LAS VEGAS - IBM and Johnson Controls have announced a new partnership to help create smarter buildings. Together, the companies will team to provide a “Smart Building Solution” designed to improve operations and reduce energy and water consumption in buildings worldwide.
Building on an existing relationship formed between the two companies in 2007 to create energy efficient data centers, this new partnership is said to benefit any building or portfolio of buildings. Johnson Controls will combine its leadership in energy efficiency and sustainable services and technologies with IBM’s leadership in software, hardware, and services. The result, said the companies, will help clients address the growing pressure they face to improve energy and asset management performance across their enterprises.
“The integration of IBM Tivoli software and Johnson Controls’ building technology solutions provides complete information in order to make decisions that impact the bottom line,” said Clay Nesler, Johnson Controls’ vice president for Global Energy and Sustainability. “With our Smart Building Solution, energy and asset management is enhanced in new ways that optimize environmental performance and operational efficiencies across a single building or an entire portfolio of buildings.”
The companies said the key elements of the combined offering are designed to address critical building performance areas including systems integration, energy management, enterprise reporting, space utilization, and asset management.
•Systems Integration:The integration of building systems, business systems, and smart grid technologies using Johnson Controls’ EnNet and IBM software is said to offer increased information on the performance of buildings to reduce operating costs and keep occupants safe, comfortable, and productive.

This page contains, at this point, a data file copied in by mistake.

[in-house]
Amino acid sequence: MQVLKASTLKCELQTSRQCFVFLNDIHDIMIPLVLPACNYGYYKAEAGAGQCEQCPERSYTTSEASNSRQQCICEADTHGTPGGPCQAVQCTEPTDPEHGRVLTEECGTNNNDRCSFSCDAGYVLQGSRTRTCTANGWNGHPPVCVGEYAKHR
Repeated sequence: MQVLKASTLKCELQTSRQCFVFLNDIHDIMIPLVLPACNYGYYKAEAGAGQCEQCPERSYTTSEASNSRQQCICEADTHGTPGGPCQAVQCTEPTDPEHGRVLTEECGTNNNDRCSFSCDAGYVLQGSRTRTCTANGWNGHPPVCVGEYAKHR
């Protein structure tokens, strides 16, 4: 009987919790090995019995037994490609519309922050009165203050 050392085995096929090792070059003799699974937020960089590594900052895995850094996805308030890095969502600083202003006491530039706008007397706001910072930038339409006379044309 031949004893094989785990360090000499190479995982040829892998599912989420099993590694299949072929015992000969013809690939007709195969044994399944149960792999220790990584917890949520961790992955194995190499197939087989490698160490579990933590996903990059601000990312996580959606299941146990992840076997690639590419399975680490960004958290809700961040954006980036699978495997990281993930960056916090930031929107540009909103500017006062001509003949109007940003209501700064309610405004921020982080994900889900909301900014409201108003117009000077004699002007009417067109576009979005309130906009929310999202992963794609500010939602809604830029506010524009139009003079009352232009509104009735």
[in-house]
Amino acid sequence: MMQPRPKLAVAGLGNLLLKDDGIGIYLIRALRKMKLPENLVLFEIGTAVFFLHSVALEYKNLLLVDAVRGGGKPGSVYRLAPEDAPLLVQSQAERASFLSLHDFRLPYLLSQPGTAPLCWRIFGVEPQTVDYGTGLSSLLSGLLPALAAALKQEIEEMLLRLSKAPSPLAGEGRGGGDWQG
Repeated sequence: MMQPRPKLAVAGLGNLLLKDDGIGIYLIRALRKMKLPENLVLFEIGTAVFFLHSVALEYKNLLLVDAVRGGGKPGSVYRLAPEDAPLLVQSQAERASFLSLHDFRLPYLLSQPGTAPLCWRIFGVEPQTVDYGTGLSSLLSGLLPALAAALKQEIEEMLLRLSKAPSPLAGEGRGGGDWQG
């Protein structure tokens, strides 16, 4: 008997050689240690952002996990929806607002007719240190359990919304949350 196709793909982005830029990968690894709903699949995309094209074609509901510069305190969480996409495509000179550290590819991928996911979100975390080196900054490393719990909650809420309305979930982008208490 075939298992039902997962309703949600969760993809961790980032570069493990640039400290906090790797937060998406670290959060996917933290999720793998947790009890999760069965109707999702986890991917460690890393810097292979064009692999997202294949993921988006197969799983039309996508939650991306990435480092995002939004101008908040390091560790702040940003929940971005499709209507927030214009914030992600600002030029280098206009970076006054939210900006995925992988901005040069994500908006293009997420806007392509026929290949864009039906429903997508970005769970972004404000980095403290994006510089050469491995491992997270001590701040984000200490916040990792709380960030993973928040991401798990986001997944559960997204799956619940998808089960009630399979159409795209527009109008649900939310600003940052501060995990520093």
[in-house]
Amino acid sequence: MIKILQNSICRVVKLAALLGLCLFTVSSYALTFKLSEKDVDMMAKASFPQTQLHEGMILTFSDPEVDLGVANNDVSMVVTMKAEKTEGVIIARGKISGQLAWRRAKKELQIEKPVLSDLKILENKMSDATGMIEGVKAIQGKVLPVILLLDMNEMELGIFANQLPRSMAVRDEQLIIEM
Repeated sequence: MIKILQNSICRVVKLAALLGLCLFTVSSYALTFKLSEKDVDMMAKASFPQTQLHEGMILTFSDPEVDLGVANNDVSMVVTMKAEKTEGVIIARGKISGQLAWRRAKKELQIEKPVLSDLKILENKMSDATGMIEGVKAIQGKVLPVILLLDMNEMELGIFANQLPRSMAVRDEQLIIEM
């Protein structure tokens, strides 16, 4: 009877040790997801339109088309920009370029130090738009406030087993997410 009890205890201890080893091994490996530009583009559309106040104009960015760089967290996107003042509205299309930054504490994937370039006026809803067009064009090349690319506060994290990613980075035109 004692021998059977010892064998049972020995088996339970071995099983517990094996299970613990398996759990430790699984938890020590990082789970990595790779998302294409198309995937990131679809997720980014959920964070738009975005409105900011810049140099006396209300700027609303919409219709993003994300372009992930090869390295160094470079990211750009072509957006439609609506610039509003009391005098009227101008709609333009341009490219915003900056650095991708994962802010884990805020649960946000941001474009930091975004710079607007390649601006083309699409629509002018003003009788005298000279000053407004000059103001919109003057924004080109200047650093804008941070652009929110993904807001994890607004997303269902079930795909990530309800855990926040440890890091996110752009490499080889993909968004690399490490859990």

•Energy Management:Energy management offerings that use energy waste detection, reporting, and intelligent control capabilities have the potential to drive between 10 percent and 20 percent energy savings across an enterprise, according to the companies. The Johnson Controls’ Metasys® Sustainability Manager combined with IBM business analytics software is said to provide building owners, operators, and tenants with actionable information to help reduce energy consumption and waste.
•Enterprise Reporting:The Johnson Controls’ Energy and Emissions Management System, with IBM enterprise reporting capability, is designed to provide organizations with the capability to calculate greenhouse gas levels by measuring, managing, and forecasting activities related to energy cost, consumption, energy efficiency projects, fleet emissions, and waste.
•Space Optimization:Johnson Controls’ Visible Living Lab tools and services combined with IBM building space management solutions and advanced analytics are said to provide visibility across any building or building complex, driving between 10 percent and 20 percent improvement in space utilization. Under-used space can be identified and more efficient options defined, including footprint consolidation, divestiture, and relocation.
•Asset Management:The Johnson Controls Metasys® Building Management System integrated with the IBM Maximo asset management solution provides tools and services that deliver between 10 percent and 20 percent savings across enterprises, said the companies, by enabling visibility across a building portfolio, boosting the efficiency of facility operations, and improving occupant safety and comfort, use and lifecycle management.
“The Smart Building Solution from Johnson Controls and IBM will deliver the ability to optimize energy and environmental performance by integrating building, infrastructure, and enterprise systems,” said William Sawyer, vice president, Tivoli Maximo Operations, IBM Software Group. “This will provide our clients with advanced intelligence capabilities that will measurably improve building operations.”
For more information, visit www.johnsoncontrols.com or www.ibm.com/ibm/servicemanagement/index.html.
IBM, Johnson Controls Partner to Make Buildings Smarter
March 15, 2010